Is it wise for Beijing to poach allies?
By Frank Ching January 11, 2017, 12:02 am TWN
Taiwan's leader, President Tsai Ing-wen, arrived in Honduras Sunday for a closely watched four-nation Central American visit. But (in China at least) there was much more interest in her stopovers in the United States: Houston on the way out and San Francisco on the way home.
President-elect Donald J. Trump's transition team had issued assurances that there would be no contact between them and the Taiwan leader during her transit layovers. China's sensitivity stems from an unprecedented phone call the Taiwan leader made to congratulate Trump on his electoral triumph even though the two sides have no diplomatic relations.
China has made clear that Taiwan will have to pay for such transgressions. A Global Times commentary Jan. 10 trumpeted, "Tsai had a phone call with Trump, but soon Sao Tome and Principe broke ties with Taiwan. It is certain that more countries will do the same."
After Honduras, the Taiwan leader will go to Nicaragua to attend the inauguration of Daniel Ortega, who will begin a new presidential term. At the ceremony, she will have a rare opportunity to meet other foreign leaders.
After that, Tsai is scheduled to visit Guatemala and, finally, El Salvador, before returning to Taiwan via San Francisco.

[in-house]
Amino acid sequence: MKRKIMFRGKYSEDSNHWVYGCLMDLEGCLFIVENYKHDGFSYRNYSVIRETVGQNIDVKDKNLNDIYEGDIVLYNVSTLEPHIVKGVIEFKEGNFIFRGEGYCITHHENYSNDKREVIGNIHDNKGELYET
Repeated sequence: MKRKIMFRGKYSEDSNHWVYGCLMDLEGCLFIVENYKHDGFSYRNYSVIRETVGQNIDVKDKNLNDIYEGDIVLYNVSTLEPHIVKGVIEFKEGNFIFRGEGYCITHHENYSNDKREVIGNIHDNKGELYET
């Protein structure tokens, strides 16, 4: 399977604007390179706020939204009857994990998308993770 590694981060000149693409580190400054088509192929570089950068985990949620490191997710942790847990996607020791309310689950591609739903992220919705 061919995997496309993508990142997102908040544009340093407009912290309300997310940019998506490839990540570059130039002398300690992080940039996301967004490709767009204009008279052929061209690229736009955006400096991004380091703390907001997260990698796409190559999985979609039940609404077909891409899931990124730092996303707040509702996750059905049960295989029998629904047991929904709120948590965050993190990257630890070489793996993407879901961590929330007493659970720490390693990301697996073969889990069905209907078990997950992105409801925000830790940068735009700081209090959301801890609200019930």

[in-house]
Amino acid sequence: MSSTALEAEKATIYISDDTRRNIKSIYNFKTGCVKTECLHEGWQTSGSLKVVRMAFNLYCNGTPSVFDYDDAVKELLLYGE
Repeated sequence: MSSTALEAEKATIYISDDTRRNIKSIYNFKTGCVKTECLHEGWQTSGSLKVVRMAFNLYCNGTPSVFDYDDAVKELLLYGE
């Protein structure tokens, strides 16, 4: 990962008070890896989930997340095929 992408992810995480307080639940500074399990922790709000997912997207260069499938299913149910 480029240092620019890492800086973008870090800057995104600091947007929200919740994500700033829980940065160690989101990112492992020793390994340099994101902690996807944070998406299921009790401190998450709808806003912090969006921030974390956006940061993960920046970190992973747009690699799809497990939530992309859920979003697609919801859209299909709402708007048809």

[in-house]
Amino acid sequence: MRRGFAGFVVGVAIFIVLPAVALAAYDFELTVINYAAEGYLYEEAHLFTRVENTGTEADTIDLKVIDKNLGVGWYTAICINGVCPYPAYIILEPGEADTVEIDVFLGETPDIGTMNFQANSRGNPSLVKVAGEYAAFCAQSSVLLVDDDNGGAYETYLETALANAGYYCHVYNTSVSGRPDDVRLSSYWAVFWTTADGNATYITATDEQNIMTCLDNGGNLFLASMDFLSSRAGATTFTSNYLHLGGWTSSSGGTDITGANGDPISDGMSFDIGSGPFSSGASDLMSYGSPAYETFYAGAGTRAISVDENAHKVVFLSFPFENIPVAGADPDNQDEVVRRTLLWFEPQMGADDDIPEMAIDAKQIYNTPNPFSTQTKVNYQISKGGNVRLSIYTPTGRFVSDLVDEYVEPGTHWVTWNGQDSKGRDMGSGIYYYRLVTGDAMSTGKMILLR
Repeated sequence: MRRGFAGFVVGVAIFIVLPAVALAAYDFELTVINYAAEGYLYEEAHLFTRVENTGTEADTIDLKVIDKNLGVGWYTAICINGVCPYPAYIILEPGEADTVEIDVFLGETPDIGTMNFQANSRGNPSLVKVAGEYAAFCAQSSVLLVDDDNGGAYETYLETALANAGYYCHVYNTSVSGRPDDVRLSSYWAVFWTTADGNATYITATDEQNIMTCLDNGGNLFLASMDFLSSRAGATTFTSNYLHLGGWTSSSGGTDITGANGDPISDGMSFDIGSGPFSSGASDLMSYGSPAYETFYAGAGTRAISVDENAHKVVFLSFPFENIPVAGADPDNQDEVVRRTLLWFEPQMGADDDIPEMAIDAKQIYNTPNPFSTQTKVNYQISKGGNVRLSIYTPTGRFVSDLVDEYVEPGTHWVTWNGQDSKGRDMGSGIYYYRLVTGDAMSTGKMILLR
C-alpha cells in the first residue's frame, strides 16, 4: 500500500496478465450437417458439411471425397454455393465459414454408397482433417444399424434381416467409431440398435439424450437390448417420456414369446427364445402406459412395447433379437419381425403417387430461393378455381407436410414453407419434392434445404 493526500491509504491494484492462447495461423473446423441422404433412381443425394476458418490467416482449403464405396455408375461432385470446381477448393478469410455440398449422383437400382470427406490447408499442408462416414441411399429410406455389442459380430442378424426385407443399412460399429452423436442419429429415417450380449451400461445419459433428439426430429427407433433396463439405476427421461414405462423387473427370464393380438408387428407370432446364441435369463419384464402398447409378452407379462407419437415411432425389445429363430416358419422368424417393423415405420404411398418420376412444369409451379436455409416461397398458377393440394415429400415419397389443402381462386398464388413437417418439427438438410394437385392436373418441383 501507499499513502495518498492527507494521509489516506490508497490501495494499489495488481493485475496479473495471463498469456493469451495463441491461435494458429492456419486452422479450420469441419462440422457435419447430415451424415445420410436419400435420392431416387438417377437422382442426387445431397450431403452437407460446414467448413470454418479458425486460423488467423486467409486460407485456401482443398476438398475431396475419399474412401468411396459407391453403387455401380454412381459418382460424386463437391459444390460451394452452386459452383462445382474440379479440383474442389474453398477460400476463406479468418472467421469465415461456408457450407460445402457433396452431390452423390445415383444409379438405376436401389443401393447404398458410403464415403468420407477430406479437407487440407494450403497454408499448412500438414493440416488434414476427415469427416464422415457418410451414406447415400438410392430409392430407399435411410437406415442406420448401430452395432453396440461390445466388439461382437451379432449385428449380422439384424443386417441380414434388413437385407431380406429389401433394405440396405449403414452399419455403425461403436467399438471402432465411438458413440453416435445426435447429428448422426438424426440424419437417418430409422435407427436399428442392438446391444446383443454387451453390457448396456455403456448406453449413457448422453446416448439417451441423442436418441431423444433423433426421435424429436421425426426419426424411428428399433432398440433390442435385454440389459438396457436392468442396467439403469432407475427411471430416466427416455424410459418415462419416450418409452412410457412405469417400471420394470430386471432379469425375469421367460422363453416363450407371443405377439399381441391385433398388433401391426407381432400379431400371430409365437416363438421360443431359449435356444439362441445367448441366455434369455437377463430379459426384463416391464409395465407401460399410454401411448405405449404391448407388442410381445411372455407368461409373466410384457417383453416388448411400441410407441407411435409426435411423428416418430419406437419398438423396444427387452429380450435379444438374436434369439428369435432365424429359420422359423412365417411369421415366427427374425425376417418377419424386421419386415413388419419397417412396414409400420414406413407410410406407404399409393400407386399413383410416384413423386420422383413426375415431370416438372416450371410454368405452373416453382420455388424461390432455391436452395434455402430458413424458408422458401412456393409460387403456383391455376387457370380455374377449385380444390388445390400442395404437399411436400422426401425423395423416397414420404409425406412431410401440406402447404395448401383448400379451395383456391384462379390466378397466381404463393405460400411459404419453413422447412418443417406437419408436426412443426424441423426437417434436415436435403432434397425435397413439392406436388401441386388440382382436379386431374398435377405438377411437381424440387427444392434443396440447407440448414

The four Central American countries represent a significant portion of the 21 countries that still accord diplomatic recognition to Taiwan rather than China.
In 2007, just before Ma Ying-jeou became president, Costa Rica broke relations with Taiwan to establish ties with China.
Then, for the eight years of Ma's presidency, there was an unspoken "diplomatic truce" in which China refrained from grabbing Taiwan's diplomatic allies.
Thus, in 2008 when Paraguay indicated interest in relations, Beijing was unresponsive.
Similarly, in 2009, when Mauricio Funes won the presidential election in El Salvador, he was quoted as saying that he would consider establishing relations with China and severing ties with Taiwan.
The Chinese foreign ministry spokesman rather pointedly responded that "despite the absence of diplomatic ties, the Chinese people have friendly feelings towards the Salvadoran people, and we are willing to carry out friendly exchanges and mutually beneficial cooperation in various areas with Salvador." The emphasis was on developing friendly exchanges in the absence of diplomatic relations.
But now that Tsai Ing-wen is president, the diplomatic truce is over. Tsai will have to be sensitive to signs that other countries will follow Sao Tome's example. This is especially the case since Taiwan is in no position to compete with China in terms of checkbook diplomacy.
El Salvador and other countries must be reassessing whether they should stick with Taiwan or switch to China.
A commentary in the official China Daily newspaper on Jan. 5 referred to the decision by the Sao Tome and added darkly, "The same could happen with Taiwan's remaining 21 'allies.'"
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